Originally posted by rmfx View Post

    mpfffff… it gets you talkers like you that will try it 30 min at best, not new real users. When you start a real project that will involve thousands maybe millions of dollars investments, who cares about the name, compared to the quality of the editor, apis, documentation…

    And personally I prefer O3DE to lumberyard…
    Everytime I see O3DE and "3D Engine" I automatically think about OGRE 3D which is not only another 3D engine but also an open source 3D engine, just 16 years older than O3DE....

    Leave a comment:


  • rmfx
    replied
    Originally posted by tildearrow View Post
    I've complained about the name before. Why couldn't they just retain the name Lumberyard?

    Sounding cool gets you more users...
    mpfffff… it gets you talkers like you that will try it 30 min at best, not new real users. When you start a real project that will involve thousands maybe millions of dollars investments, who cares about the name, compared to the quality of the editor, apis, documentation…

    And personally I prefer O3DE to lumberyard…

    Leave a comment:


  • mroche
    replied
    From the docs (https://o3de.org/docs/welcome-guide/...ments/#linux):


    O3DE’s local python package, Python 3.7, depends on an earlier version of libffi , which Ubuntu 20.04 LTS does not support. You will need to manually install an older version of libffi onto Ubuntu 20.04 LTS in order for O3DE’s Python package to run properly.
    Why.

    Cheers,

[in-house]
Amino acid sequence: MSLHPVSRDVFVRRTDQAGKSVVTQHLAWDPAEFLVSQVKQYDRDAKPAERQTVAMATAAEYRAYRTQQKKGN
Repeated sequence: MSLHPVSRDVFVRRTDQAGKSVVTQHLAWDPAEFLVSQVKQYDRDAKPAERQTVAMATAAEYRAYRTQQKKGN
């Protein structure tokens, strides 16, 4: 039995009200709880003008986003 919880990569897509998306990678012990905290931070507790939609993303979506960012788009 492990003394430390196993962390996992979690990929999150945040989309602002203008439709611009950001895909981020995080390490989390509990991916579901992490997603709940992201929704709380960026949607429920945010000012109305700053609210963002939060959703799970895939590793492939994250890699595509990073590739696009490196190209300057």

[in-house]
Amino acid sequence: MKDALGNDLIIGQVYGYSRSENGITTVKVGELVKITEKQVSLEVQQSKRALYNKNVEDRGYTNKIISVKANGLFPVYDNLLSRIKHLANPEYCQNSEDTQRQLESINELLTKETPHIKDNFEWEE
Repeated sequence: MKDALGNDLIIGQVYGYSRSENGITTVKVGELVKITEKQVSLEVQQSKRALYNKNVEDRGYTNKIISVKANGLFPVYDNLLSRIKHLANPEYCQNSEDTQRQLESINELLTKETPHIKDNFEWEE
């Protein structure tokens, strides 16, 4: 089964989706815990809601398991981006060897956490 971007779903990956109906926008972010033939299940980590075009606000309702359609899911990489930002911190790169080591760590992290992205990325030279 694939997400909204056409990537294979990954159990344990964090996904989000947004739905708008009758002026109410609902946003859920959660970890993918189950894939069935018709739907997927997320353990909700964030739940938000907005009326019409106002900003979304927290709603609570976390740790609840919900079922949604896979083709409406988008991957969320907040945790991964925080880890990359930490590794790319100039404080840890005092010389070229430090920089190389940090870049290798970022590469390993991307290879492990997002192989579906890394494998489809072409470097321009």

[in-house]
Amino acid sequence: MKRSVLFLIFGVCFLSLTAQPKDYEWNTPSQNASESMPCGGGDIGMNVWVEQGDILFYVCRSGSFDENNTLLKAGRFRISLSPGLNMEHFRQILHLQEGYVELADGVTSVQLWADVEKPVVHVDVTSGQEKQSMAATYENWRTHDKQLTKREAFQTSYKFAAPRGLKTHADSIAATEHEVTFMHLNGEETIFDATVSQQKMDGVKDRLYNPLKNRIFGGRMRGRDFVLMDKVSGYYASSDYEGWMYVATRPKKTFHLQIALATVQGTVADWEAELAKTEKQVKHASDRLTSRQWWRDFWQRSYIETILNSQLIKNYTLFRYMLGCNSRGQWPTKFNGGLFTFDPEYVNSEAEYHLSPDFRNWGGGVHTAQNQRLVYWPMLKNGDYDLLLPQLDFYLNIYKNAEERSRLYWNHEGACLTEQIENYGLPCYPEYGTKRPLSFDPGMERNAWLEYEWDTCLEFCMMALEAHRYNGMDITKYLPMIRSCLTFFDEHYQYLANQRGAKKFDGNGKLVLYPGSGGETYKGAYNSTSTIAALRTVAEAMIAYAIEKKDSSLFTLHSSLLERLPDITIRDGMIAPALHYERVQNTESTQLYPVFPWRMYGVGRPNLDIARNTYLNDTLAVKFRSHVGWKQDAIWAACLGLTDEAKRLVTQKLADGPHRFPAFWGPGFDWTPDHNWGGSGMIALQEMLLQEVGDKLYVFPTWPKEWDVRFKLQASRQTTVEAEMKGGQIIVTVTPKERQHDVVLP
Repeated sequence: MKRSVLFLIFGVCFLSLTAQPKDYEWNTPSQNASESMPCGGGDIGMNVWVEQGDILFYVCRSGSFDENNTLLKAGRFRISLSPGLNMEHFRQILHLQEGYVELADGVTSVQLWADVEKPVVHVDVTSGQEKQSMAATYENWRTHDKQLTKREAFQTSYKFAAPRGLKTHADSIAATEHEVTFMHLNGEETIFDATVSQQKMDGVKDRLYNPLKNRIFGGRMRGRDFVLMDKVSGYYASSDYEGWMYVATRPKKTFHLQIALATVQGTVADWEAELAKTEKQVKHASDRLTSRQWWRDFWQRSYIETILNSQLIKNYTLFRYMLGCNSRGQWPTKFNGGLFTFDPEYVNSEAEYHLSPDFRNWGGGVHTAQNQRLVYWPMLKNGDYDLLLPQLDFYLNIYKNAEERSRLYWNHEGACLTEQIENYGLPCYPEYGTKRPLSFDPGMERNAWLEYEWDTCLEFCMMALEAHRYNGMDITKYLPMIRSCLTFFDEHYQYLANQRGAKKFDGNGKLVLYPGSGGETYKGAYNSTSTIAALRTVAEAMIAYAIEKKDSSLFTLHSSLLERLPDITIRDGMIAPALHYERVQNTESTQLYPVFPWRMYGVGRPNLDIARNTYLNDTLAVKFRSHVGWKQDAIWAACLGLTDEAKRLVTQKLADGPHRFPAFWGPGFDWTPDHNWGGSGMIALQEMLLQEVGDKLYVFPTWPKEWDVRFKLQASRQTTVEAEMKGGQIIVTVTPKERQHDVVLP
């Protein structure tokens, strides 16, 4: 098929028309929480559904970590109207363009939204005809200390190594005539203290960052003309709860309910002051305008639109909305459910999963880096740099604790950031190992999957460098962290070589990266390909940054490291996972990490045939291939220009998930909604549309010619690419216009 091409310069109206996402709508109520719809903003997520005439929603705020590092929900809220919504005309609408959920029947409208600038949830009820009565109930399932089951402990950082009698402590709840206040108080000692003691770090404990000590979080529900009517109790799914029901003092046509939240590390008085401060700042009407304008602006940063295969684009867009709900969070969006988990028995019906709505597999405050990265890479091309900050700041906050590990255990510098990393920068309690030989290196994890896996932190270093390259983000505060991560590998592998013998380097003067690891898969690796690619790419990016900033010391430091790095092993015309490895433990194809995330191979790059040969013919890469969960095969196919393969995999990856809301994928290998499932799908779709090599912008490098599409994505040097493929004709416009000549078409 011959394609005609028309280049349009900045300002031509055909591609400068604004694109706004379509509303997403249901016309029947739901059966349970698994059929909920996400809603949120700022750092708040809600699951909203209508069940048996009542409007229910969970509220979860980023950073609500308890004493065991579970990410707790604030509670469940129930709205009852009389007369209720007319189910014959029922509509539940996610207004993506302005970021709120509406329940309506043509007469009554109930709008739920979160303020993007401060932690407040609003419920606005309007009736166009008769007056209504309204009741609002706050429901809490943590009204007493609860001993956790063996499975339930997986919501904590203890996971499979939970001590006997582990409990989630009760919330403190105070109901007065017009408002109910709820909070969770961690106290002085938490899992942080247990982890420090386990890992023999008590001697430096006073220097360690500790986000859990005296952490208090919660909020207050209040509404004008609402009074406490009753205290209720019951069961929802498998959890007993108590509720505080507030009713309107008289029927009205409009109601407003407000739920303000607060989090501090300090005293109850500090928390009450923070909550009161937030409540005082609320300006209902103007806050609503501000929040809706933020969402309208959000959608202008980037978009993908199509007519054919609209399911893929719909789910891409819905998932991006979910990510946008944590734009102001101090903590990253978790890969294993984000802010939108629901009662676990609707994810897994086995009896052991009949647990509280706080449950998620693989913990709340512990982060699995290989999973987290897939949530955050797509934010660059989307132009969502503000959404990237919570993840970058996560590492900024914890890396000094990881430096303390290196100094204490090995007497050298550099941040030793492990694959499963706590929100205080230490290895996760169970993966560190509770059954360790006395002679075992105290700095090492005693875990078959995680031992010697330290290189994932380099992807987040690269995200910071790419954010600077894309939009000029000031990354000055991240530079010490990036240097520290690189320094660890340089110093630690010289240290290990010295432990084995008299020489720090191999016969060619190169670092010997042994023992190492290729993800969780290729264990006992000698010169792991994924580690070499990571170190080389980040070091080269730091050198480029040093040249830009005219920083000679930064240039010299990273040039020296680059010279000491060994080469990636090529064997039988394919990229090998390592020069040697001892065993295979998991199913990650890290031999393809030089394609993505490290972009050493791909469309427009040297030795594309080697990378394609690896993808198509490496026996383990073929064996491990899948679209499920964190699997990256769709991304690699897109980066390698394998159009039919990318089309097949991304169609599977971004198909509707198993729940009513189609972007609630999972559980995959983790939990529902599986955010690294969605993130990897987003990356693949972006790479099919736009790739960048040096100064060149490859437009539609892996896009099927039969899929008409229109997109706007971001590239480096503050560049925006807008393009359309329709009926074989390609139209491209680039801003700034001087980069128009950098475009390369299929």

Mike

    Leave a comment:


  • sebastianlacuesta
    replied
    Tried to install in Debian. Dependencies unmet. Uninstall gives "too much errors". Be careful with this blob.

    Leave a comment:


  • mroche
    replied
    Originally posted by phoronix View Post

    In the months since this code has continued to be refined, initial Linux support added after embarrassingly not having this at time of announcement for this Linux Foundation hosted effort
    I don't see any reason to call it embarrassing, client side support wasn't a priority for the engine prior to being transferred to the Linux Foundation, and the announcement was about the transfer and start of the effort. This is just being inflammatory for no reason.

    Now onto the Linux support, I'm not sure a 4.2GB Deb file is the best way to distribute this engine... It'll be interesting to see if any distros take a look at packaging it at all, not sure if it's worth it. Something like a tarball (IMO) might be more acceptable for a project like this when you probably will end up doing side-by-side installs over time. Having to extract deb/rpm contents isn't difficult, but can be an annoying step.

    If anyone wants to take a look:
    https://github.com/o3de/o3de/tree/21...Platform/Linux
    https://github.com/o3de/o3de/blob/2111.1/cmake/
    https://github.com/o3de/o3de/blob/21...latform/Linux/

    Cheers,
    Mike
    Last edited by mroche; 02 December 2021, 04:31 PM.

    Leave a comment: